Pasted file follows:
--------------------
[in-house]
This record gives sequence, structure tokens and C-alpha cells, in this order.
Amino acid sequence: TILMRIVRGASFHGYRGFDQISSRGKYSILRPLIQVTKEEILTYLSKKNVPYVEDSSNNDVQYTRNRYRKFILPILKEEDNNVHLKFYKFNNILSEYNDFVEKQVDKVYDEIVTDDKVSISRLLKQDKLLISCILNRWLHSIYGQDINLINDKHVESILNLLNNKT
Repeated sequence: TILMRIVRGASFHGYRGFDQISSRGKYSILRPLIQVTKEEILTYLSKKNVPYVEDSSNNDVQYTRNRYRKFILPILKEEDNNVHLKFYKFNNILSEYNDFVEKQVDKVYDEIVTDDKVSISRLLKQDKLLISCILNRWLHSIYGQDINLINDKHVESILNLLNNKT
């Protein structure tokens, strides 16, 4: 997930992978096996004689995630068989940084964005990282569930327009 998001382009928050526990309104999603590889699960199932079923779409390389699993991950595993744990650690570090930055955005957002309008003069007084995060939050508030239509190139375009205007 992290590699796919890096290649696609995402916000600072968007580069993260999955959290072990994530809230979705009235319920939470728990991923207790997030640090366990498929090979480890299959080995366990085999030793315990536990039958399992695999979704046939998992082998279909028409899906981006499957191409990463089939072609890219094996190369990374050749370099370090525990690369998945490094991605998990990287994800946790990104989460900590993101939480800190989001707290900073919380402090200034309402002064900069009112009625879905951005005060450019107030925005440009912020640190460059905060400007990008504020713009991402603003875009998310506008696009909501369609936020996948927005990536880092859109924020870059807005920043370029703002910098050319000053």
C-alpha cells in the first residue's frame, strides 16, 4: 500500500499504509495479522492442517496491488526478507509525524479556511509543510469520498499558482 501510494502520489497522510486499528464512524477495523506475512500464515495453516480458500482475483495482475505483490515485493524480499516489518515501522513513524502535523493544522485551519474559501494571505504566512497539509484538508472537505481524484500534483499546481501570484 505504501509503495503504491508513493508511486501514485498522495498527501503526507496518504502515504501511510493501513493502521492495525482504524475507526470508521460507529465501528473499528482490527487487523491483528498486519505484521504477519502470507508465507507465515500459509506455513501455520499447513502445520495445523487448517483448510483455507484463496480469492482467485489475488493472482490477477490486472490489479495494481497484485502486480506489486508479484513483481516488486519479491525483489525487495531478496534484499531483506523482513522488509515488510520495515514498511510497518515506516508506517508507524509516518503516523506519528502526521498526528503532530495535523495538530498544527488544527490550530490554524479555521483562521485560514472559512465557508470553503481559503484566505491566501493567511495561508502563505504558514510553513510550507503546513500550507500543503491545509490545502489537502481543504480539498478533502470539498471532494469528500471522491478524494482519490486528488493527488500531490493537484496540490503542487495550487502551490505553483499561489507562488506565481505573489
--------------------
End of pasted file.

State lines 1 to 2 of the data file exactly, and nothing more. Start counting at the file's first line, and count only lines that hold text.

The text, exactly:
[in-house]
This record gives sequence, structure tokens and C-alpha cells, in this order.